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TOPIC: Monitor readiness problem in 1998 V70

Re: Monitor readiness problem in 1998 V70 1 year 3 months ago #739

  • gdill3
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Hello, Jim;
As to the ERROR 403 - if you are getting it on VCOA only it is not your problem.
On your Volvo...
For 2012 from the EPA from: permanent.access.gpo.gov/gpo26271/420b12044.pdf
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Volvo 1996-1998 All models excluding the 850 Turbo.
Catalyst and evaporative system monitors are difficult to complete.
Follow recommended drive cycles in Service Bulletin 2-23-0056. Otherwise test as normal.
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Below, from the web, is a good description of the driving cycle.
Let me know how this goes.
Thanks.
George Dill
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Posted 29 November 2006 - 02:55 AM
The drive cycle I posted at the beginning of this thread WORKS on my 1996 850 non-turbo. I just did it again because I forgot to keep my battery connected when I did my T-timing 4 months ago, stupid me.
Here's the drive cycle again.
Start with the vehicle cool, below 122 degrees F.
Turn off the air conditioning.
Select a location where the driving can be done without violating traffic laws and you can stop safely at the side of the road.
1. Start the engine and accelerate to approximately 1500-2000 rpm.
2. Drive for 6 minutes at 1500-2000 rpm.
3. Stop the vehicle and remain at idle in drive for 70 seconds.
4. Accelerate to at least 45mph and drive for 5 minutes at 1800-2200 rpm.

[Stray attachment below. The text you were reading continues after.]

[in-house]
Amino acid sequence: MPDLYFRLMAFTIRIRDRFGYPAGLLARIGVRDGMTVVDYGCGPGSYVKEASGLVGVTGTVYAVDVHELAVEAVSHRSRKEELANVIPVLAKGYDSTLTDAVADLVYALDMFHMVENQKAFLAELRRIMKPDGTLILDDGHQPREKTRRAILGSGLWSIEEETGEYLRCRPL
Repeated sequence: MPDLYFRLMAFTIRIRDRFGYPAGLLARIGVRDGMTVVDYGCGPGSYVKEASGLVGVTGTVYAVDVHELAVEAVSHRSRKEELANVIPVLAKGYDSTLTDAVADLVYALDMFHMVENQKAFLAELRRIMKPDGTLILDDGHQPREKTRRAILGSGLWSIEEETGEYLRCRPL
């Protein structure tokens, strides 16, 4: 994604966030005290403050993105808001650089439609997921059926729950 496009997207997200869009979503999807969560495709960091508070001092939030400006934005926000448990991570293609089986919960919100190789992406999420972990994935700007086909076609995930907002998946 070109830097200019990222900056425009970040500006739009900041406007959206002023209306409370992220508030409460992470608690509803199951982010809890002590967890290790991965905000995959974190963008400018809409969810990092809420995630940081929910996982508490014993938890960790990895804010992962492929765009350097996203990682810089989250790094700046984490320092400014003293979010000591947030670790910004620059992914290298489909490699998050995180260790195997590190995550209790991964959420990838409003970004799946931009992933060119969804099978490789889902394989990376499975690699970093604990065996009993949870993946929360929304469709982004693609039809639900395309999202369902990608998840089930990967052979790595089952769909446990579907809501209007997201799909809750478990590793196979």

5. Stop the vehicle and remain at idle in drive for 60 seconds.
6. Accelerate to at least 45 mph and drive for 4 minutes at 1800-2200 rpm.
7. Stop the vehicle and remain at idle in drive for 60 seconds.
8. Park the vehicle and turn off the engine.
This procedure must be performed TWICE (consecutively) from a cold start to set the readiness codes.
EXTRA NOTES I LEARNED THIS TIME:
Some Volvo document says engine temp must between 50F to 122F. So where's 50F on the temp gauge?
It's at or just below the lowest mark on the temp gauge.
My first run ended up 100ft to a 'roadside grave', those cross you see on highway when someone dies, 1am in the morning, total darkness, and waited 2 hrs for the engine to cool for the second run.
FIX your broken ABS module first!!!
I drove the cycle 2x and still failed (I bought a $60 ODBII reader and it tells me whether I pass or not after the drive cycle). Then I fixed the ABS, drive the cycle again, and PASSED. END. --
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Re: Monitor readiness problem in 1998 V70 1 year 3 months ago #740

  • jworthey
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OK, the drive cycle that George Dill just posted seems to be from this long page:
volvospeed.com/vs_forum/topic/25237-drive-cycle-instructions/